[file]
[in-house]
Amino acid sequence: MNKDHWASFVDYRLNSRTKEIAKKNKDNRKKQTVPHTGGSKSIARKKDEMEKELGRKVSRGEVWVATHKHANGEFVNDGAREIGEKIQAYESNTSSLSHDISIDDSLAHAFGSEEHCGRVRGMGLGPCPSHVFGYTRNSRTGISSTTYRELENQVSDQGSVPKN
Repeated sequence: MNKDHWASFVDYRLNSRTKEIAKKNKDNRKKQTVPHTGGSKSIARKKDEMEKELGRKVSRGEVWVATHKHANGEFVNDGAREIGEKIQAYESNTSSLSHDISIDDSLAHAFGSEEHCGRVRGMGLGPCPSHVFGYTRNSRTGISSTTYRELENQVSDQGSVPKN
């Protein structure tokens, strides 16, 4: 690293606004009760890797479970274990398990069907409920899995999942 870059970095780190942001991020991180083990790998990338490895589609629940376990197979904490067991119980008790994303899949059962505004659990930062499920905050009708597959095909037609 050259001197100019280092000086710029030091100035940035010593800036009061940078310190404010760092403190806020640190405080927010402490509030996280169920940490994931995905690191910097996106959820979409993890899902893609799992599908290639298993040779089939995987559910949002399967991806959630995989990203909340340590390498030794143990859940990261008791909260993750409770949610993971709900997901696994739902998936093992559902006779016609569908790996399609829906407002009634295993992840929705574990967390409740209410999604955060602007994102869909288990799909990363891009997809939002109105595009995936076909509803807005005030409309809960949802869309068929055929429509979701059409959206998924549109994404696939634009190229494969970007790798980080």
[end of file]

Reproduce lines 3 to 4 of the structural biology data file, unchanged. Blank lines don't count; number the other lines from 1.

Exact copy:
Repeated sequence: MNKDHWASFVDYRLNSRTKEIAKKNKDNRKKQTVPHTGGSKSIARKKDEMEKELGRKVSRGEVWVATHKHANGEFVNDGAREIGEKIQAYESNTSSLSHDISIDDSLAHAFGSEEHCGRVRGMGLGPCPSHVFGYTRNSRTGISSTTYRELENQVSDQGSVPKN
């Protein structure tokens, strides 16, 4: 690293606004009760890797479970274990398990069907409920899995999942 870059970095780190942001991020991180083990790998990338490895589609629940376990197979904490067991119980008790994303899949059962505004659990930062499920905050009708597959095909037609 050259001197100019280092000086710029030091100035940035010593800036009061940078310190404010760092403190806020640190405080927010402490509030996280169920940490994931995905690191910097996106959820979409993890899902893609799992599908290639298993040779089939995987559910949002399967991806959630995989990203909340340590390498030794143990859940990261008791909260993750409770949610993971709900997901696994739902998936093992559902006779016609569908790996399609829906407002009634295993992840929705574990967390409740209410999604955060602007994102869909288990799909990363891009997809939002109105595009995936076909509803807005005030409309809960949802869309068929055929429509979701059409959206998924549109994404696939634009190229494969970007790798980080």